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Being open to God’s plans

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Was it blind chance that brought Judy Armstrong to Roswell? She would tell you no, it wasn’t. It was the hand of God guiding her through life.

Judy Armstrong

“I was born in St. Louis,” she said. “My dad was a salesman. His employer wanted him to move somewhere in the west. He wanted to go to Texas, but Mother didn’t want to. During the war, they’d been stationed in south Texas, which is humid and hot. She said no, she wasn’t going to Texas. So Dad put the atlas down in front of her. Mom closed her eyes and her finger landed on Roswell.”

Moving to Roswell proved to be a unique experience.

“Mom was a nurse,” Armstrong said, “and she took care of Walt Whitman’s niece. Eventually, Miss Whitman came to live with us in our house. She was in a wheelchair. When we planned to move, Mom said we’d have to take her back to the nursing home. She said, ‘You’re not taking me anywhere, I’m going to New Mexico with you.’

“We got a station wagon and put her on a mattress in the back and then we got another car and we drove into Roswell. We arrived during the worst dust storm ever. This was in 1956. Lots of streets didn’t have pavement. The dust was horrible.

“Our furniture got snow-bound in Oklahoma, so we used sheets for drapes. The next morning, the sky was clear and you could see the snow on the mountains to the west. It was beautiful. Then the planes flew over and knocked the clock off the wall. Eventually, Dad put the clock on the table and said it was to stay there.”

As a child, Armstrong had three dreams. The first was to be a teacher.

“I went to Kansas and taught for a couple of years,” she said. “It was a wonderful first teaching experience. I taught English, speech and drama. We put on plays and went to a speech contest across the state. They took second place, which for a little town, was exciting. When we had an assembly later, the guys on the football team picked me up and carried me across the stage. I kept telling them to put me down.”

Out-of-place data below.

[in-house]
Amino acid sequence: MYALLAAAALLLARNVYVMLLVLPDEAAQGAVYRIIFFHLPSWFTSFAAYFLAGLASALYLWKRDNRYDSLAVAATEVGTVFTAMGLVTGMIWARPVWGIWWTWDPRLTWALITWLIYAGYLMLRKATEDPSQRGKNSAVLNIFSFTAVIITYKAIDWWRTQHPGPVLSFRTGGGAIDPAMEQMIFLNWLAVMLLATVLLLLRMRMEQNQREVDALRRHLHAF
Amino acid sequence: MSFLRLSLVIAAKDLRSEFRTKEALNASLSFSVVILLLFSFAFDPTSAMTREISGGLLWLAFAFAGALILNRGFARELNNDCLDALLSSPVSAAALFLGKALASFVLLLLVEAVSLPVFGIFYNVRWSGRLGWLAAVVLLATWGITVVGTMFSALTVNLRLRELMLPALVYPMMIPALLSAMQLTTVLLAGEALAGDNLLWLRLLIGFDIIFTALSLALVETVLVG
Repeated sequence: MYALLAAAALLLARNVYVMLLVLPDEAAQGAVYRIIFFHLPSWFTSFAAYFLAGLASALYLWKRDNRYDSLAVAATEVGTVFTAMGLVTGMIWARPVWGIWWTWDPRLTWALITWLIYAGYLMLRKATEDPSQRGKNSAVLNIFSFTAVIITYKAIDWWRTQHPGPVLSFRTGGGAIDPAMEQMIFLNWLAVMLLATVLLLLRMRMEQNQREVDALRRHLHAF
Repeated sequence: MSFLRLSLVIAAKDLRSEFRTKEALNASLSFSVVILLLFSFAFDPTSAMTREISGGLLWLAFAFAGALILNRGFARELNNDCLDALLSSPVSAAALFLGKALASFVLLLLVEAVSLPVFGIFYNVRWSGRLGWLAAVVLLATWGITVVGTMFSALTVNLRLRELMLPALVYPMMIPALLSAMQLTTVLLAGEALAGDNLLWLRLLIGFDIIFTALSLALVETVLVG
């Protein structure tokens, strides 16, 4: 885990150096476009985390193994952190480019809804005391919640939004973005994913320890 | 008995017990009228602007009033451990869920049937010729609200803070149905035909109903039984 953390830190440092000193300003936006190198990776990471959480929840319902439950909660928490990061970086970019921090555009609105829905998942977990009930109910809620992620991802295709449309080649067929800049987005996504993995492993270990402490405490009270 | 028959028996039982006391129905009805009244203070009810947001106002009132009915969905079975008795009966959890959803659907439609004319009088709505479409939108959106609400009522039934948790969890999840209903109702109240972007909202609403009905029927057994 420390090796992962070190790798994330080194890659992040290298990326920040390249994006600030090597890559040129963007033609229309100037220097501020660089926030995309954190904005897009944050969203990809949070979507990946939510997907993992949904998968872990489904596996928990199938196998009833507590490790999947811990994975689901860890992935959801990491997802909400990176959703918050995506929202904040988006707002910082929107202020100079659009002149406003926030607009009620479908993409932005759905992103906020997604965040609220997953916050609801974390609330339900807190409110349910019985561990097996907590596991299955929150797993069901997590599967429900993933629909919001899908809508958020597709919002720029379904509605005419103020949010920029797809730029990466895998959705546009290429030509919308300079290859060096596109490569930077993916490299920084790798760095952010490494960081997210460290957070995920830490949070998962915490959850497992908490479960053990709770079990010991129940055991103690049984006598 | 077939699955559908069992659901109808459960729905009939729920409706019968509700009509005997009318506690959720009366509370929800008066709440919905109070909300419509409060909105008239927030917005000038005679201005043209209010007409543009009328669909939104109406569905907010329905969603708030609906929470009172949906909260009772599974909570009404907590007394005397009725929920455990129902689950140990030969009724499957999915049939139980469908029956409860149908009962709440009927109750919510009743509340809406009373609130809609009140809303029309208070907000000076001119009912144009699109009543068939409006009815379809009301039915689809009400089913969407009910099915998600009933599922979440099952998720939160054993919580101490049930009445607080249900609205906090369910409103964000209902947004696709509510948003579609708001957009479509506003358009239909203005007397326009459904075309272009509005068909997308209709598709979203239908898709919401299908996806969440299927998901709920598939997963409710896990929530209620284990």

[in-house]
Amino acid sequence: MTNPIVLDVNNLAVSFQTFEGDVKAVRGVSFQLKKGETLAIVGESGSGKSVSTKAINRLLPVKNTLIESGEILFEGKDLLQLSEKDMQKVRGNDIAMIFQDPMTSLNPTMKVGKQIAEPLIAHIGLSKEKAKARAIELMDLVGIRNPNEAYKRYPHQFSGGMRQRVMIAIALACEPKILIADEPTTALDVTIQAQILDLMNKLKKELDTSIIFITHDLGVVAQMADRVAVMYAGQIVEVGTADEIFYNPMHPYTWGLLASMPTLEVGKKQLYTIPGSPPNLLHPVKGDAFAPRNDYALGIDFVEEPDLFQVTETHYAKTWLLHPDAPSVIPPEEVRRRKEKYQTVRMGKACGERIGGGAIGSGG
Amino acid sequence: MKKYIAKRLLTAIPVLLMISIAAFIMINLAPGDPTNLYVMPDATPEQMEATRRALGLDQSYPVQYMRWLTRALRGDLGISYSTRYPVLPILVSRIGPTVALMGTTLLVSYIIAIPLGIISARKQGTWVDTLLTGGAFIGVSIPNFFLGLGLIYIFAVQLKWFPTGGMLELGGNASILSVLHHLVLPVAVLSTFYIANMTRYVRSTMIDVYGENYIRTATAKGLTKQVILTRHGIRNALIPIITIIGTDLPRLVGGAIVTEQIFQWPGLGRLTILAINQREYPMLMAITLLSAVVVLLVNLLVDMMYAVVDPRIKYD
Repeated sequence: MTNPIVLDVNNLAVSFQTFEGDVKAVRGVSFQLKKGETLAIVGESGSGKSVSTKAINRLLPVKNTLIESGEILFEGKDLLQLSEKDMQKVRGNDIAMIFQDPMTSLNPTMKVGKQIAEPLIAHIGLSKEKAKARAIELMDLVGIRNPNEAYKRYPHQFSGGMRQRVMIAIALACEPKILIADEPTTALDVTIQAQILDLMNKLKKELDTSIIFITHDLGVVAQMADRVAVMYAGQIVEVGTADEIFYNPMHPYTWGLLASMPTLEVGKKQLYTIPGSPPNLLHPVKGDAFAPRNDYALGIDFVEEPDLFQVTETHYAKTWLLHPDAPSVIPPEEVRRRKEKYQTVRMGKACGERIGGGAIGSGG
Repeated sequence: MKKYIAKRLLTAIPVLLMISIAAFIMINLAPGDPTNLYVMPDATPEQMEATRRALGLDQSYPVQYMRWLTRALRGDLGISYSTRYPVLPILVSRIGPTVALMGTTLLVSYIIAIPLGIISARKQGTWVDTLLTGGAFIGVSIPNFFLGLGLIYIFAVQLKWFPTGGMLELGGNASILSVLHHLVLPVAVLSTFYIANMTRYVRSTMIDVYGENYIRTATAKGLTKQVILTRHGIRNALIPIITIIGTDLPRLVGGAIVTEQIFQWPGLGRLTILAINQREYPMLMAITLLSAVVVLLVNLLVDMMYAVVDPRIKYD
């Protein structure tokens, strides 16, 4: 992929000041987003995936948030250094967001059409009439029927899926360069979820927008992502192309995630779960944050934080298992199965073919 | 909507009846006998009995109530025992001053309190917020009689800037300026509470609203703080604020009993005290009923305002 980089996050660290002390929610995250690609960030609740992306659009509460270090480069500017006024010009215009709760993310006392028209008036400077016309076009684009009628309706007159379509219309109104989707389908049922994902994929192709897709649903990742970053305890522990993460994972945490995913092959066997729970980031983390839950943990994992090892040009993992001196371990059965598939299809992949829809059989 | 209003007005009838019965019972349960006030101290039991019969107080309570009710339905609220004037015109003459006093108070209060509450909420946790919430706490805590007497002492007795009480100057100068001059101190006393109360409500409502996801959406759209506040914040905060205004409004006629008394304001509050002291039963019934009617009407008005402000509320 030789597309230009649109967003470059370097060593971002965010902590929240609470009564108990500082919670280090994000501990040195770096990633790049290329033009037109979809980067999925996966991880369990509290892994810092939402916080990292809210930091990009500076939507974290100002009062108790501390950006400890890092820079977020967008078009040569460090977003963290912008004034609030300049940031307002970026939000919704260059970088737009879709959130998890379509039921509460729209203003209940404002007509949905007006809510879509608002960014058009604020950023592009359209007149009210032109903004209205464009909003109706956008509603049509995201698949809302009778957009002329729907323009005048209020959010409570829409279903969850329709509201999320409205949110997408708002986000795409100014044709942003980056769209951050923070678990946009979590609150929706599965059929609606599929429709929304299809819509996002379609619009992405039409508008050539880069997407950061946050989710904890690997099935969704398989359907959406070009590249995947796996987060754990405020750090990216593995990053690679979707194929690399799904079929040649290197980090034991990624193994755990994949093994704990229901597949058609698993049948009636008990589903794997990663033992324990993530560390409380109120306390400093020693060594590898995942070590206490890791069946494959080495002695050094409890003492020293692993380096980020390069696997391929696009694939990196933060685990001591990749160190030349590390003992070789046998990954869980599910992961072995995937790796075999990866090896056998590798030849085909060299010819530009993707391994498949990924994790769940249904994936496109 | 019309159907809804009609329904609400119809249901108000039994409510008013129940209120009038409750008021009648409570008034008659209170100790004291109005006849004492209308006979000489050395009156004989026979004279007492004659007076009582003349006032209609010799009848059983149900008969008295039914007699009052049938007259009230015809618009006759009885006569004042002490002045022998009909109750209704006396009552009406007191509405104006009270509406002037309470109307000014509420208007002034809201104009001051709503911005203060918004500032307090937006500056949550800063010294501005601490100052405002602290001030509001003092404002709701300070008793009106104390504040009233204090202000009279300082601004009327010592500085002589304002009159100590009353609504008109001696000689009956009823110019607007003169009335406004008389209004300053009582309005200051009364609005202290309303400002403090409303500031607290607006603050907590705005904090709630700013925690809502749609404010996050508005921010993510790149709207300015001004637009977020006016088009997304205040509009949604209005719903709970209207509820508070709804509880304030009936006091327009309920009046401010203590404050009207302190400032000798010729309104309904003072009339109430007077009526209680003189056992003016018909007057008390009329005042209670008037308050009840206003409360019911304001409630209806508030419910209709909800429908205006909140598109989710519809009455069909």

With no family to keep her in Kansas, she returned to Roswell.

“I got a job in the Highschool Equivalency Program,” Armstrong said. “I taught for 10 years there. It was wonderful because I got to know a lot about Native Americans working with them. When the government stopped funding it, I went to work with Len Cheney at Roswell Printing.

“Ralph Fresquez had worked with me at the HEP. He told me the library needed an assistant director. I went to see Mrs. Gallaway and when I met her, we talked for almost three hours. I got the job. I really enjoyed the library.”

Armstrong’s love of teaching saw her eventual return to Eastern New Mexico University-Roswell. While there, she was encouraged to take on leadership roles.

“I became head of developmental studies,” she said. “Then they were looking for a new dean — friends told me I should do it. I’d never intended to do any of that, but it was a wonderful experience. When Levi Strauss closed, we got to help those people develop new careers. We were so happy to help them. When I think back about the impact the college has had on this town, it’s amazing. ENMU-R is an excellent school with excellent teachers and a diverse program. I’m very proud to have been a small part of it.”

Armstrong was in her 30s when her other two dreams came true.

“When I was little, I wanted to be a teacher, and be married with six kids,” she said. “As it turned out, I was a teacher and I married a guy who had six kids. When I saw Hal, I thought, ‘No!’ I was 33 and had decided it wasn’t going to happen. Then he walked into the church and the light hit him like God was saying ‘Here he is.’ Later we went to a dance. We danced every dance and we sang every song. It was 2 a.m. before we got home because we went for coffee after. Then I didn’t hear from him. I thought maybe I’d misread the situation. Finally, he called me when he got his voice back and said he had a terrible cold. So I took him some soup.”

Armstrong lost her husband in 2003. Even in her grief, she recognized a gift from God that helped her find the strength to move on.

“A few months after Hal died,” she said, “I came home from school and there was a Post-it note on the bedroom floor. It said, ‘I love you – Hal’ It made me break down in tears. I must have missed it when I’d swept under the bed. But whatever happened, I’ve led a blessed life and I’m grateful to God. I hope I’m being the person he wants me to be.”

Armstrong lives a full and exciting life. She serves where she can and she tries to always be ready to go where God sends her. Her faith has kept her motivated.

“There are times when things set you back,” she said. “Don’t give up. When I lost Hal, it was an unexpected blow. Don’t stop. Those walls we run up against are temporary. I firmly believe God has a plan for everybody and if you’re not open to that plan, you might not get where God wants you to be. You have to be open. Every experience you have teaches you something. They culminate where God has a plan for us to be. I thank God for every minute of my life, even the bad minutes.”